Skip to comments.Ancient Roman Catholic ritual making a comeback in Minnesota
Posted on 01/30/2005 6:27:26 PM PST by Catholic54321
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Don't you think though that with this trend toward more 24/7 Adoration is bringing people (including some priests) out of this confusion?
There is a lot of catechesis that is going on in the church right now. Perhaps some are not aware of this renewed movement toward Faith Formation for all ages, including adults.
Beautiful Tabernacle. We're not there, yet, by a long shot. Construction is a messy business.
We are breaking ground this year to add 500 seats!
We had 150 families join last year and I am soooo Blessed to be one of them!
This is why open churches are so important. We need to be able to get near Jesus!
And we will eventually move up to perpetual adoration. I suspect it won't be long before we add day 3.
We have been blessed with an abundance of Altar Boys. Our darling Pastor will squat down next to the little boys and ask how old they are. If they say "three" he will tell them that next year they can be Altar Boys! He then assigns an older boy (or even unmarried man) to help them. (no Altar Girls, our girls form the choir!)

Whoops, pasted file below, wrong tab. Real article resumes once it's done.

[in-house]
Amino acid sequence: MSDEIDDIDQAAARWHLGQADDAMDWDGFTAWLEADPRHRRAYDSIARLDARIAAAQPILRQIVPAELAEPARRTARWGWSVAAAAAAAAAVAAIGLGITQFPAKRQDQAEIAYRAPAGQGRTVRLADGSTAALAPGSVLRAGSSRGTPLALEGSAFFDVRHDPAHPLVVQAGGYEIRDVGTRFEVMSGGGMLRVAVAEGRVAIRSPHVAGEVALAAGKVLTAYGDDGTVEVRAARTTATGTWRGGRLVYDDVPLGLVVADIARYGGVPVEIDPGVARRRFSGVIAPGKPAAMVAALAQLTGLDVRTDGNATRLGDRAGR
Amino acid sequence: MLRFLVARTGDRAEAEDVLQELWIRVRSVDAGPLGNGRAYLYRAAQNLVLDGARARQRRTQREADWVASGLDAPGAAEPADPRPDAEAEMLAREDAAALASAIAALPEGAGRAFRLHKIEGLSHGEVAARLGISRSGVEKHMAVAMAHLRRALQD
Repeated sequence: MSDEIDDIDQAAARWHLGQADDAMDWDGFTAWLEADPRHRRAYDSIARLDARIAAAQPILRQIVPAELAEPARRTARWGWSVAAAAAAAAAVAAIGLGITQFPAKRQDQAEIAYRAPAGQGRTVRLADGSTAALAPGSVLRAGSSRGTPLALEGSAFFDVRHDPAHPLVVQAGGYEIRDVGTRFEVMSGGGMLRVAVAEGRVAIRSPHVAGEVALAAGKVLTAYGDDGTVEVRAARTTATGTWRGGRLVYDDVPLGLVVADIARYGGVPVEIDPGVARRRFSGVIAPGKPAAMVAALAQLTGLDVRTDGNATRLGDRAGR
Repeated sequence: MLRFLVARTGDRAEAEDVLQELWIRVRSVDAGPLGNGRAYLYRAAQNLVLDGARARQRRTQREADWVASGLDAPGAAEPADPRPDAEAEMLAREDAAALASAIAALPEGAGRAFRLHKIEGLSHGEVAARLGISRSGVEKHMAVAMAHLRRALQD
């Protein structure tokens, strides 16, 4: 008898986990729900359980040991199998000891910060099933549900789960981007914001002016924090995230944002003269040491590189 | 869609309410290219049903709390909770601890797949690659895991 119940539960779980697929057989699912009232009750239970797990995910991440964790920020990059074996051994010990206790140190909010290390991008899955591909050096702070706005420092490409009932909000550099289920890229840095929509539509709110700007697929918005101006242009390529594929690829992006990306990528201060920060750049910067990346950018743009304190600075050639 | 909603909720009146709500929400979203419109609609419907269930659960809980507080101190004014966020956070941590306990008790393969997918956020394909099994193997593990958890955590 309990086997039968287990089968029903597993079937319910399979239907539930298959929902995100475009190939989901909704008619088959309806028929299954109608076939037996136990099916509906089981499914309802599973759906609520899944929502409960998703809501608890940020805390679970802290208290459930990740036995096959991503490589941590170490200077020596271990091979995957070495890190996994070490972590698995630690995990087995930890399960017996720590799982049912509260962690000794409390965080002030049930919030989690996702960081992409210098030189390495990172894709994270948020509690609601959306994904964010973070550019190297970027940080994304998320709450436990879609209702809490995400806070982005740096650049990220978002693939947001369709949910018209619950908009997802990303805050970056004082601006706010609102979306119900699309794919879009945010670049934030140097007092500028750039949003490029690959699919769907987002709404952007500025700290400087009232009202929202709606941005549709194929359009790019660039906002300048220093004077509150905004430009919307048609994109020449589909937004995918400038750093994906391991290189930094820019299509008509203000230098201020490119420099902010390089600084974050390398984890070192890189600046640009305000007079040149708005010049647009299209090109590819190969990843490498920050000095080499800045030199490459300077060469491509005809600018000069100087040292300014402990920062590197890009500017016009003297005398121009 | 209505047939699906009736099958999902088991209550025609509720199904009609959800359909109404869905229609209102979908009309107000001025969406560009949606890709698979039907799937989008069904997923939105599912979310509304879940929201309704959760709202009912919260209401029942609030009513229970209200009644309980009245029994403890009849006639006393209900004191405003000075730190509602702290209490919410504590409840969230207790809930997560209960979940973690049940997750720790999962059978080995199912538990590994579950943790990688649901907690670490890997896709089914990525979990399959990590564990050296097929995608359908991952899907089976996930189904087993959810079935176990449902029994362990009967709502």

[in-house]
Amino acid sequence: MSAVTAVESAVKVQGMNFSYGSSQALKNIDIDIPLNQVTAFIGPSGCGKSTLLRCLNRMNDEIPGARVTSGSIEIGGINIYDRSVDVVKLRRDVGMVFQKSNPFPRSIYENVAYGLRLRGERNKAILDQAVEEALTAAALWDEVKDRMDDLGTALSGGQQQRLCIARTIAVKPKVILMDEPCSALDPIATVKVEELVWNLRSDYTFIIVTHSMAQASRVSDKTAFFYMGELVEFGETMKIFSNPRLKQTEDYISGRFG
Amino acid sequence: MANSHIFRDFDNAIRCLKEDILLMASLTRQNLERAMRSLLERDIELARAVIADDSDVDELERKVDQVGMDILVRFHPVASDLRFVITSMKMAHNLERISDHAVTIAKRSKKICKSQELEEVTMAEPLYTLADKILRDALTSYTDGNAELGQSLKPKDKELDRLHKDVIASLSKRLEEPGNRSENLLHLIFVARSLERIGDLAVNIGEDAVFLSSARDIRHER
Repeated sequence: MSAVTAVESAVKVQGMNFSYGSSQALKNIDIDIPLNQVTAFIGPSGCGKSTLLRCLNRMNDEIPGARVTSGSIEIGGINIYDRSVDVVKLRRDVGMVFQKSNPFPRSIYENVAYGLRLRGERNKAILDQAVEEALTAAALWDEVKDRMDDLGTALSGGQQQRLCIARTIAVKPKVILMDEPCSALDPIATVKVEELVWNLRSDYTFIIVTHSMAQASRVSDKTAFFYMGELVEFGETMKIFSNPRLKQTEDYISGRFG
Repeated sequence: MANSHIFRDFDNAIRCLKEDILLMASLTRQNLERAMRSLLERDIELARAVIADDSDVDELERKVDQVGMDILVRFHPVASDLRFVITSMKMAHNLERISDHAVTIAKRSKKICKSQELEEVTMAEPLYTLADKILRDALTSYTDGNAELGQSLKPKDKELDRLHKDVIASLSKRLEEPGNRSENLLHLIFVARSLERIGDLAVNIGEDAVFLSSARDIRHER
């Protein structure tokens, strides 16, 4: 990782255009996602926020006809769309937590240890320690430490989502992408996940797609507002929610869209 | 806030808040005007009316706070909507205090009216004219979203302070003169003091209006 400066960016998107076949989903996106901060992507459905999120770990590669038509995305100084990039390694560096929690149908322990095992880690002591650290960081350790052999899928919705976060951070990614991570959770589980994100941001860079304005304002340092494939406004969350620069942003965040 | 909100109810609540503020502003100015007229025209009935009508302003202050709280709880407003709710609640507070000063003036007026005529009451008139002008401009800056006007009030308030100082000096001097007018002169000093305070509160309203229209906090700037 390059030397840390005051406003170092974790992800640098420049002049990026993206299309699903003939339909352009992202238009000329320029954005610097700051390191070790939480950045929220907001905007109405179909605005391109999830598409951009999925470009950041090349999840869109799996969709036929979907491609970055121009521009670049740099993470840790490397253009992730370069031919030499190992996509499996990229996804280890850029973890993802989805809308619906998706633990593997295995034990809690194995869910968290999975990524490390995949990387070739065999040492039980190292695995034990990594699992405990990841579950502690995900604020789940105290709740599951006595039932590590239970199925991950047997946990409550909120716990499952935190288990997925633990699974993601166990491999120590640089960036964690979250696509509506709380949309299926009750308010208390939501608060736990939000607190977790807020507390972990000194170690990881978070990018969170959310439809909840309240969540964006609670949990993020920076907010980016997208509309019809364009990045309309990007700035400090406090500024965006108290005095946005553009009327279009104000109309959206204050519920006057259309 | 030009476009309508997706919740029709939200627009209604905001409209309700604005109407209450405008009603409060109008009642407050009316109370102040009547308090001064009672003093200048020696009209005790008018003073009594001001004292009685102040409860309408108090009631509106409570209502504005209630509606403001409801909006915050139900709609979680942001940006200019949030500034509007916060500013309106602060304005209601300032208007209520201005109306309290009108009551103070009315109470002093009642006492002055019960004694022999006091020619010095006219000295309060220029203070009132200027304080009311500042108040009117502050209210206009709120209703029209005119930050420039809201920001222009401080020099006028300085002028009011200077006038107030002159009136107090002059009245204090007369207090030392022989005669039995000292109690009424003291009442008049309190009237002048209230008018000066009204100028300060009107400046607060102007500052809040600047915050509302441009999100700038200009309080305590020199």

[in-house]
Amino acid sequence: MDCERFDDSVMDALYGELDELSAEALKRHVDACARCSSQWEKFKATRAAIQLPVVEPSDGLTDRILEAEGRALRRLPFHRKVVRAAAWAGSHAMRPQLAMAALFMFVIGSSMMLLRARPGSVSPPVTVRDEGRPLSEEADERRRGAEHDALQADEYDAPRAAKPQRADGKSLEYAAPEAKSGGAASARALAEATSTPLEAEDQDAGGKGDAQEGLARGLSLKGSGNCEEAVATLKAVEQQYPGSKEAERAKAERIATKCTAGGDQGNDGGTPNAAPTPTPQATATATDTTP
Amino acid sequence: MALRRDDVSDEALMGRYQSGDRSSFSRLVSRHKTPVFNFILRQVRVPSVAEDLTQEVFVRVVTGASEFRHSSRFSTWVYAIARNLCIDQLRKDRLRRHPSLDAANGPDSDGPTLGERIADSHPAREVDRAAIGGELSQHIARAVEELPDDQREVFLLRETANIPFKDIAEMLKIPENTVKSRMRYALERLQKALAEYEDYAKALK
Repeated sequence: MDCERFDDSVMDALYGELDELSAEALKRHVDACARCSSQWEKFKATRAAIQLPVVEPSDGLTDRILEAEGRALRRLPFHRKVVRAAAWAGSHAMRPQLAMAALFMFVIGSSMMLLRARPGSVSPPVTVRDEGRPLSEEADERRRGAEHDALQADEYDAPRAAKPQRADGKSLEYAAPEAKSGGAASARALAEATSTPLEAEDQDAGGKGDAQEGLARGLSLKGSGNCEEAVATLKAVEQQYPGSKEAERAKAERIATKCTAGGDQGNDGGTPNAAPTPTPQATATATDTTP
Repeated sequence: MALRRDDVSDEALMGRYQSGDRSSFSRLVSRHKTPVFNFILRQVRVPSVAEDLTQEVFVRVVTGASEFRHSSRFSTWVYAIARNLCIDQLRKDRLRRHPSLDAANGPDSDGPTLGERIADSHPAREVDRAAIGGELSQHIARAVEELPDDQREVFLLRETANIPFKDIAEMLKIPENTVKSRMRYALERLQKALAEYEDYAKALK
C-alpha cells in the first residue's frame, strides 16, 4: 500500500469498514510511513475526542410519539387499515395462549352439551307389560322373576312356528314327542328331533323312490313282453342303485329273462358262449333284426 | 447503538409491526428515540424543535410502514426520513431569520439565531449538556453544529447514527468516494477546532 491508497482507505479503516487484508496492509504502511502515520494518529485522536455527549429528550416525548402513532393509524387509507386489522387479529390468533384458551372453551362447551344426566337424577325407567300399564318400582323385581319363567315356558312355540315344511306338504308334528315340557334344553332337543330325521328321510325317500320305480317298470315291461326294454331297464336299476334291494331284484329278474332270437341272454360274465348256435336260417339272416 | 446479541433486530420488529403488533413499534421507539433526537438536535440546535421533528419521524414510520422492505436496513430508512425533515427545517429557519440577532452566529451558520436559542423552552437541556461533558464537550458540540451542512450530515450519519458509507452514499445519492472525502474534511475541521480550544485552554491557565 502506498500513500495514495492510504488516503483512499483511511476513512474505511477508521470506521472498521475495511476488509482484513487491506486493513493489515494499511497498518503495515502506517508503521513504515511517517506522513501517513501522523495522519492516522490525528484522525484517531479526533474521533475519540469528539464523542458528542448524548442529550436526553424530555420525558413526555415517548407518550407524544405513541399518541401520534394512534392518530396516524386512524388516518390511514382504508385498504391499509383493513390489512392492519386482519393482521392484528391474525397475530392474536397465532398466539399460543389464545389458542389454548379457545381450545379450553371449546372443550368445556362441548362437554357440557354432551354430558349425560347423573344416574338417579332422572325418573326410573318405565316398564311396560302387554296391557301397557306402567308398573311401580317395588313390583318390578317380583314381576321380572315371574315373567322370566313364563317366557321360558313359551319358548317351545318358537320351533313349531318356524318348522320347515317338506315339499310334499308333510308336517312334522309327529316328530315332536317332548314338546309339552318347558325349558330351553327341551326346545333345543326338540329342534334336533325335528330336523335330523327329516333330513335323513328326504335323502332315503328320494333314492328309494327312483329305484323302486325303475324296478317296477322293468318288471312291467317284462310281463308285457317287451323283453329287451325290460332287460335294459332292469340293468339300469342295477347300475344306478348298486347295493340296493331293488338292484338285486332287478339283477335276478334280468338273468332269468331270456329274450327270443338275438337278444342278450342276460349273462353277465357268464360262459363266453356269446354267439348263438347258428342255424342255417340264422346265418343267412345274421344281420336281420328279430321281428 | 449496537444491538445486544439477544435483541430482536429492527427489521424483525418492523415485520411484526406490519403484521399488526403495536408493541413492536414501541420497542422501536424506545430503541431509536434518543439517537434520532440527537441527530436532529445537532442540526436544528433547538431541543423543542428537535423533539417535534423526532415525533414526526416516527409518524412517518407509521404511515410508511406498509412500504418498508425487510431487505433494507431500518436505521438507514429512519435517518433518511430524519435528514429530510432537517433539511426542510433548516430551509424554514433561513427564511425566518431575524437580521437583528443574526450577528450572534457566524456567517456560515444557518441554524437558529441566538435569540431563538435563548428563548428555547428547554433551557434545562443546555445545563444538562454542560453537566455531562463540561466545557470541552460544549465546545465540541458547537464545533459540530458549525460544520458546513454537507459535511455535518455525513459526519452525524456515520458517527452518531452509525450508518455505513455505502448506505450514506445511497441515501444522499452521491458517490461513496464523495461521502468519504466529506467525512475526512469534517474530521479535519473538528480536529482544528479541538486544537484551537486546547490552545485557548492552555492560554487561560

After the Consecration, two of the older boys move kneelers in front of the Altar. There are six of them in the front. No one has a problem kneeling. Even the seniors can get up because of this system. Short of an Altar rail, this looks like the best system to me.
You are wrong about the transposition of the words "Mystery of faith." It was not a matter of translation only--the original Latin likewise had deliberately removed these words from the Consecration so that they no longer refer to Transubstantiation. As for kneeling for Communion, taking Communion on the tongue, etc.--why even mention your own experiences since they are clearly atypical?
why even mention
You asked a question. You got an answer. Perhaps the answer was not what you expected? Perhaps the answer was not to your liking? Perhaps you should adjust your perception of reality based on that answer?
>>As for kneeling for Communion, taking Communion on the tongue, etc.--why even mention your own experiences since they are clearly atypical?<<
I think that they are becoming more and more typical. Just VERY slowly.